Cast your mind back to your school days and think about what opportunities your school offered outside of the classroom. Were you a member of the running team or perhaps you played the violin? Maybe you took part in a debating club or even joined the air cadets. Additional learning opportunities such as these offer the chance to develop and learn useful life skills in a fun environment, but when school budgets are stretched they do not always get the attention they deserve.
Partaking in extracurricular activities such as sport or learning a musical instrument brings a broad array of benefits to young minds. As well as being enjoyable in their own right, extracurricular interests provide a welcome distraction from the troubles of school life and the general angst that comes with one’s teenage years. The stress relief alone allows young people to return to their studies with a clear and focused mind. Sport develops skills in teamwork, leadership and problem solving – all vital skills for entering the world of work. Hobbies teach young people to appreciate the importance of hard work, determination and practice. Playing chess or learning an instrument fosters growth in patience and focus which translate directly into studying for exams.
Employers are aware of the advantages of sports and hobbies, and their recruitment of new employees reflects this. Two out of three businesses believe candidates with extracurricular experience make more successful employees and progress faster in their careers. If this is the case, then why are more efforts not put into providing these opportunities for young people?
Research in both British and American schools has found that extracurricular participation correlates with increased attendance and homework completion, a more positive attitude to learning, improved academic attainment, and higher aspirations for further education. In the UK there is a correlation between the level of activities a school offers outside of the classroom and its performance in exams.
The substantial evidence for the positive effect of sports and hobbies on academic achievement and motivation in young people ties in with its desirability among employers and universities. This makes providing the opportunity to partake in in extracurricular activities a no-brainer. The question is, are we doing enough?
Unfortunately when times are tough and budgets are tight schools are not always able to afford the facilities or staff required to provide a service which might be viewed as ‘surplus to requirements’. When push comes to shove, exam results are the priority leaving the chess club and the violin teacher first to walk the plank in stormy weather. That being said, Ofsted now encourage the provision of learning outside the classroom and, as of 2016, will now review school based upon: “how well the school supports the formal curriculum with extra-curricular opportunities for pupils to extend their knowledge and understanding to improve their skills in a range of artistic, creative and sporting activities.”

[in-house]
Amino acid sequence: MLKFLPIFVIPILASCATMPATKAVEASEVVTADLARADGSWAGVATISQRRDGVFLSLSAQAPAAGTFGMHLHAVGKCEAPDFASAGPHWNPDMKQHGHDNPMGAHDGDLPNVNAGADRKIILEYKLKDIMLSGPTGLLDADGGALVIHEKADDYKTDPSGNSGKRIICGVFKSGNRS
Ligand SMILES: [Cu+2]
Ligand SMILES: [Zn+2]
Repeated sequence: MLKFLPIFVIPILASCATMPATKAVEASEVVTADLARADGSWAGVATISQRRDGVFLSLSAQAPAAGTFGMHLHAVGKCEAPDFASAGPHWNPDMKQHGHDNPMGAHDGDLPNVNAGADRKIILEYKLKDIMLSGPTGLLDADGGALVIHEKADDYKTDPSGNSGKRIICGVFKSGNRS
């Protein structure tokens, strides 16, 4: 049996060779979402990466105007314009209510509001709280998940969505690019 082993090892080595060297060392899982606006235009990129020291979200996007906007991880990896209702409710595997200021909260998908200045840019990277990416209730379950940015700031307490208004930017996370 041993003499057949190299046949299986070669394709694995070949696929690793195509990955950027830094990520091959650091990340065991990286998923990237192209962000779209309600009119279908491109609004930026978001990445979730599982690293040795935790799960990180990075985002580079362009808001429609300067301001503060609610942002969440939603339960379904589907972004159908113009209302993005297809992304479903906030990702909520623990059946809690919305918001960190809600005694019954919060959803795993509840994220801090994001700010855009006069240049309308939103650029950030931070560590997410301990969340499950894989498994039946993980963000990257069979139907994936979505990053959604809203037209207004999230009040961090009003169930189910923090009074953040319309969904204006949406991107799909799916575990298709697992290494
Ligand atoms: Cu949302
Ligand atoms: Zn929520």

In recent years there has been a trend towards longer school days running beyond the traditional 3 pm finishing time. This extra time is often dedicated to ‘enrichment’ allowing pupils to choose between a variety of sports, creative arts and community projects.
Varndean school in Brighton, one of the schools I work with, has an extensive music programme in which every Year 7 pupil is given a free musical instrument and music lessons. The school has an impressive collection of sixty cellos, sixty violins, sixty flutes, sixty clarinets, sixty trumpets, sixty trombones and one harp. This is part of a wider effort to give pupils what the school refer to as the ‘Varndean Edge’. This music scheme, a broad selection of sporting activities, and even a heard of pygmy goats that pupils can help look after (and have allegedly had a marked effect on behaviour) makes Varndean a popular school among both parents and pupils. It is no surprise that in a school focused on providing more than the formal curriculum, GCSE results have been on an upward trajectory in recent years.
Sports, arts and hobbies can enrich a young person’s life and advance their mind in a way that isn’t achievable in the standard curriculum. Everyone deserves the opportunity to take up a musical instrument, join a sports team or learn skills outside the classroom. Unfortunately, this is not always the case and when budgets are low, extracurricular activities are often neglected in favour of exam results regardless of the wider benefits these opportunities can bring.